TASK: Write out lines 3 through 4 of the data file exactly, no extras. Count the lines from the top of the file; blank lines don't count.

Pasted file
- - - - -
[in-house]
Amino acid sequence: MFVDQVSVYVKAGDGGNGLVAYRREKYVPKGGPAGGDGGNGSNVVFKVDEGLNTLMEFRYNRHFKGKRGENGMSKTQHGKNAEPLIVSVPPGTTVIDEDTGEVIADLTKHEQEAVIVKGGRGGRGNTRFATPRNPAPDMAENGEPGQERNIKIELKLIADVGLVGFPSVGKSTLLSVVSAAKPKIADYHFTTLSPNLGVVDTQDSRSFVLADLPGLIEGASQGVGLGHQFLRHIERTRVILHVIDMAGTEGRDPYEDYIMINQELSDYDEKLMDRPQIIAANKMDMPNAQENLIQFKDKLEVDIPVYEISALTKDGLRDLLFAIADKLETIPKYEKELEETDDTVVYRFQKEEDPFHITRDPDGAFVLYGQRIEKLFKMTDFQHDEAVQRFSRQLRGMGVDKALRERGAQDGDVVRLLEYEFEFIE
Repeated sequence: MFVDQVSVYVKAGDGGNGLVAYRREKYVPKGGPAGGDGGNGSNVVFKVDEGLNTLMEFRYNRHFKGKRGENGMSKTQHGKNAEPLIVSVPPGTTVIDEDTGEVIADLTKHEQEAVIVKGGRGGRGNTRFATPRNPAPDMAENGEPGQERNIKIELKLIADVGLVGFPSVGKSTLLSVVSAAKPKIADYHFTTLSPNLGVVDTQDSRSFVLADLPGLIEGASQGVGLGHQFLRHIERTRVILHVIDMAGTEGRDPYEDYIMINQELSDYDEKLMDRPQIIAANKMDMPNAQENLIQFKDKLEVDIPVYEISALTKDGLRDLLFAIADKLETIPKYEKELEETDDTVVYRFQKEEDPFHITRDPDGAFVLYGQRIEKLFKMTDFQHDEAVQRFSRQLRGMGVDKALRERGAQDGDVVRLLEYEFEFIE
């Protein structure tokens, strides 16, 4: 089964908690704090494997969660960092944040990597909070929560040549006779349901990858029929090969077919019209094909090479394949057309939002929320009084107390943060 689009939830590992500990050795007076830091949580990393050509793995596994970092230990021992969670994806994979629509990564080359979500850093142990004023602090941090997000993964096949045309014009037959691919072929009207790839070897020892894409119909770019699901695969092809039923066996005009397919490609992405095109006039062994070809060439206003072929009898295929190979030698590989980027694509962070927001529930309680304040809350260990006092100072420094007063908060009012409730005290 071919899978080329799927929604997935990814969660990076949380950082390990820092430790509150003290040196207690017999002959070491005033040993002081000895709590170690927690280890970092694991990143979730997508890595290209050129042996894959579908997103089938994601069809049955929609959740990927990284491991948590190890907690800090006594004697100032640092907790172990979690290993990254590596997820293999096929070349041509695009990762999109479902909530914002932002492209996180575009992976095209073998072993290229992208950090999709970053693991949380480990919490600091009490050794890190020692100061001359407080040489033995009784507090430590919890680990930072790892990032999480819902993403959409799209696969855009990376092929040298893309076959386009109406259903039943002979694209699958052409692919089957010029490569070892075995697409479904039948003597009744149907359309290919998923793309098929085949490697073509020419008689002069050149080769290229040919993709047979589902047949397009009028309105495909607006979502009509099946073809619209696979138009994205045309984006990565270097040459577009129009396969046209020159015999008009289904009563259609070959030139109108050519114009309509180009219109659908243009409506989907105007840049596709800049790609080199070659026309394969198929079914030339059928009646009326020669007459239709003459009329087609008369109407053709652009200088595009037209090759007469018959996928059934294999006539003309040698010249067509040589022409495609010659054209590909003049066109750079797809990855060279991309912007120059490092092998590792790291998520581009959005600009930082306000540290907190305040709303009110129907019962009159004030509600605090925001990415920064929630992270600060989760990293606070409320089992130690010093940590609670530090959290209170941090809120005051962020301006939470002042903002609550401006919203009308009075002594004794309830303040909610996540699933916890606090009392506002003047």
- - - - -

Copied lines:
Repeated sequence: MFVDQVSVYVKAGDGGNGLVAYRREKYVPKGGPAGGDGGNGSNVVFKVDEGLNTLMEFRYNRHFKGKRGENGMSKTQHGKNAEPLIVSVPPGTTVIDEDTGEVIADLTKHEQEAVIVKGGRGGRGNTRFATPRNPAPDMAENGEPGQERNIKIELKLIADVGLVGFPSVGKSTLLSVVSAAKPKIADYHFTTLSPNLGVVDTQDSRSFVLADLPGLIEGASQGVGLGHQFLRHIERTRVILHVIDMAGTEGRDPYEDYIMINQELSDYDEKLMDRPQIIAANKMDMPNAQENLIQFKDKLEVDIPVYEISALTKDGLRDLLFAIADKLETIPKYEKELEETDDTVVYRFQKEEDPFHITRDPDGAFVLYGQRIEKLFKMTDFQHDEAVQRFSRQLRGMGVDKALRERGAQDGDVVRLLEYEFEFIE
């Protein structure tokens, strides 16, 4: 089964908690704090494997969660960092944040990597909070929560040549006779349901990858029929090969077919019209094909090479394949057309939002929320009084107390943060 689009939830590992500990050795007076830091949580990393050509793995596994970092230990021992969670994806994979629509990564080359979500850093142990004023602090941090997000993964096949045309014009037959691919072929009207790839070897020892894409119909770019699901695969092809039923066996005009397919490609992405095109006039062994070809060439206003072929009898295929190979030698590989980027694509962070927001529930309680304040809350260990006092100072420094007063908060009012409730005290 071919899978080329799927929604997935990814969660990076949380950082390990820092430790509150003290040196207690017999002959070491005033040993002081000895709590170690927690280890970092694991990143979730997508890595290209050129042996894959579908997103089938994601069809049955929609959740990927990284491991948590190890907690800090006594004697100032640092907790172990979690290993990254590596997820293999096929070349041509695009990762999109479902909530914002932002492209996180575009992976095209073998072993290229992208950090999709970053693991949380480990919490600091009490050794890190020692100061001359407080040489033995009784507090430590919890680990930072790892990032999480819902993403959409799209696969855009990376092929040298893309076959386009109406259903039943002979694209699958052409692919089957010029490569070892075995697409479904039948003597009744149907359309290919998923793309098929085949490697073509020419008689002069050149080769290229040919993709047979589902047949397009009028309105495909607006979502009509099946073809619209696979138009994205045309984006990565270097040459577009129009396969046209020159015999008009289904009563259609070959030139109108050519114009309509180009219109659908243009409506989907105007840049596709800049790609080199070659026309394969198929079914030339059928009646009326020669007459239709003459009329087609008369109407053709652009200088595009037209090759007469018959996928059934294999006539003309040698010249067509040589022409495609010659054209590909003049066109750079797809990855060279991309912007120059490092092998590792790291998520581009959005600009930082306000540290907190305040709303009110129907019962009159004030509600605090925001990415920064929630992270600060989760990293606070409320089992130690010093940590609670530090959290209170941090809120005051962020301006939470002042903002609550401006919203009308009075002594004794309830303040909610996540699933916890606090009392506002003047």